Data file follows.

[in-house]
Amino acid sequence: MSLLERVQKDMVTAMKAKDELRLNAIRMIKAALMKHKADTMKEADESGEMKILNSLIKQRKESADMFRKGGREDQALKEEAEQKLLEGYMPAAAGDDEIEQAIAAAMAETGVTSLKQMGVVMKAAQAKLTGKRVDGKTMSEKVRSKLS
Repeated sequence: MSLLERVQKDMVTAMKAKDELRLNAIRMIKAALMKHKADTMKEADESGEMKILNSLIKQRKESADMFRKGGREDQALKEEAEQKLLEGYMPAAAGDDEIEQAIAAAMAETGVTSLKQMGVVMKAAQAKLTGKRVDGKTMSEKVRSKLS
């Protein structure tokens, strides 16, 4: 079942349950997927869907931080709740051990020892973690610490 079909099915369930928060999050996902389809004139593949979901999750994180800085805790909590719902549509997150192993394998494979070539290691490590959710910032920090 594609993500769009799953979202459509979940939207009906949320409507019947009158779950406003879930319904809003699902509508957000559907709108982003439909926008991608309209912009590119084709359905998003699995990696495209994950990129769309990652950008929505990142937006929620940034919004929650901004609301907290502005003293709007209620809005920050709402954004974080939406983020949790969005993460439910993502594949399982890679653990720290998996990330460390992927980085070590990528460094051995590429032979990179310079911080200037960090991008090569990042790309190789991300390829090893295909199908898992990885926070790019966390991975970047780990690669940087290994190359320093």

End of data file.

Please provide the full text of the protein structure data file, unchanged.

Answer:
[in-house]
Amino acid sequence: MSLLERVQKDMVTAMKAKDELRLNAIRMIKAALMKHKADTMKEADESGEMKILNSLIKQRKESADMFRKGGREDQALKEEAEQKLLEGYMPAAAGDDEIEQAIAAAMAETGVTSLKQMGVVMKAAQAKLTGKRVDGKTMSEKVRSKLS
Repeated sequence: MSLLERVQKDMVTAMKAKDELRLNAIRMIKAALMKHKADTMKEADESGEMKILNSLIKQRKESADMFRKGGREDQALKEEAEQKLLEGYMPAAAGDDEIEQAIAAAMAETGVTSLKQMGVVMKAAQAKLTGKRVDGKTMSEKVRSKLS
């Protein structure tokens, strides 16, 4: 079942349950997927869907931080709740051990020892973690610490 079909099915369930928060999050996902389809004139593949979901999750994180800085805790909590719902549509997150192993394998494979070539290691490590959710910032920090 594609993500769009799953979202459509979940939207009906949320409507019947009158779950406003879930319904809003699902509508957000559907709108982003439909926008991608309209912009590119084709359905998003699995990696495209994950990129769309990652950008929505990142937006929620940034919004929650901004609301907290502005003293709007209620809005920050709402954004974080939406983020949790969005993460439910993502594949399982890679653990720290998996990330460390992927980085070590990528460094051995590429032979990179310079911080200037960090991008090569990042790309190789991300390829090893295909199908898992990885926070790019966390991975970047780990690669940087290994190359320093």